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  39. Thomas N. Munson (1962/1983). The Essential Wisdom of George Santayana. Greenwood Press.score: 24.0
    Selections from the writings of George Santayana.
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  40. Herman Saatkamp, George Santayana. Stanford Encyclopedia of Philosophy.score: 24.0
    Philosopher, poet, literary and cultural critic, George Santayana is a principal figure in Classical American Philosophy. His naturalism and emphasis on creative imagination were harbingers of important intellectual turns on both sides of the Atlantic. He was a naturalist before naturalism grew popular; he appreciated multiple perfections before multiculturalism became an issue; he thought of philosophy as literature before it became a theme in American and European scholarly circles; and he managed to naturalize Platonism, update Aristotle, fight off idealisms, (...)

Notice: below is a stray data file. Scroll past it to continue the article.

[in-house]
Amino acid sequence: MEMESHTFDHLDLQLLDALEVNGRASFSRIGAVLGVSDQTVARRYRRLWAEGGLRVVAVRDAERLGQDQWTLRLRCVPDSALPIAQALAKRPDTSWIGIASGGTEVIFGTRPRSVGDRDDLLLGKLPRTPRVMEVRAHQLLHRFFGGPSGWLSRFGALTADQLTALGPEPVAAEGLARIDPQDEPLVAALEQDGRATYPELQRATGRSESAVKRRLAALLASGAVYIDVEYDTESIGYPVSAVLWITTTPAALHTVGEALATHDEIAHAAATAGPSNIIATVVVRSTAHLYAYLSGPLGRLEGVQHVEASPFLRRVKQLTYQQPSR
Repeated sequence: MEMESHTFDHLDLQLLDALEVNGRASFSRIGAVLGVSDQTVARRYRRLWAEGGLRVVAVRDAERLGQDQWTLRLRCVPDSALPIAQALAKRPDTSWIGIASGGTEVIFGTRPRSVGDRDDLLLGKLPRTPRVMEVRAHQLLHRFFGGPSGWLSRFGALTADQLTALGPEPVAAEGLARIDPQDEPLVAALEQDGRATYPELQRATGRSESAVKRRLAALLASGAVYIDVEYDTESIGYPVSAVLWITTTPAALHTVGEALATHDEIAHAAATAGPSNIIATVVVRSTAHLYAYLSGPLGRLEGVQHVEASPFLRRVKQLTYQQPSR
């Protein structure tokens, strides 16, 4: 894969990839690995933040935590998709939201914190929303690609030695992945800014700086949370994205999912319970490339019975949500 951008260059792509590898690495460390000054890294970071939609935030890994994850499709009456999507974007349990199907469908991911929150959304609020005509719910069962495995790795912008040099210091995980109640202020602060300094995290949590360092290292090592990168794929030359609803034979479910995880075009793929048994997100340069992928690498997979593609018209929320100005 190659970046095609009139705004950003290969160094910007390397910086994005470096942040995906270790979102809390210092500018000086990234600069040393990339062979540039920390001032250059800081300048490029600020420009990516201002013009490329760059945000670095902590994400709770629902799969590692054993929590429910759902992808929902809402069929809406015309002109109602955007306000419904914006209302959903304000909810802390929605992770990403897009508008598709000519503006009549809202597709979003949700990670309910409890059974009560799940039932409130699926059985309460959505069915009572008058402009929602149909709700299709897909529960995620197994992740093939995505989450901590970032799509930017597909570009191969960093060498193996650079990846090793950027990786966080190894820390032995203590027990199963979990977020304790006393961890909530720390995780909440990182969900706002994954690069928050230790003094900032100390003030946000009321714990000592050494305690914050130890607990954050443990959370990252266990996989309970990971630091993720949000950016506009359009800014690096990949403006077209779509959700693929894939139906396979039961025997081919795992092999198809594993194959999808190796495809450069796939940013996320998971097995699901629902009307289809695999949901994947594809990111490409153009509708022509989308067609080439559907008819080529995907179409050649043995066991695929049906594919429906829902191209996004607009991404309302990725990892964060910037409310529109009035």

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  41. James Tabery (2004). The "Evolutionary Synthesis" of George Udny Yule. Journal of the History of Biology 37 (1):73 - 101.score: 24.0
    This article discusses the work of George Udny Yule in relation to the evolutionary synthesis and the biometric-Mendelian debate. It has generally been claimed that (i.) in 1902, Yule put forth the first account showing that the competing biometric and Mendelian programs could be synthesized. Furthermore, (ii.) the scientific figures who should have been most interested in this thesis (the biometricians W. F. Raphael Weldon and Karl Pearson, and the Mendelian William Bateson) were too blinded by personal animosity towards (...)
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  42. Martha P. Nochimson (2003). New York Film Festival 2003. Film-Philosophy 7 (6).score: 24.0
    This year there was a noticeable presence at the New York Film Festival, whether intentionally or not, of films reflecting back on the past, both real and imagined. A second wave of millennial summing up, more profound than that forced by the media in the year 2000, these films, at their best, seek with courage and compassion to understand the larger forces at work in the troubled 20th century. At their worst, they stand as work riddled by self-deluding cliches in (...)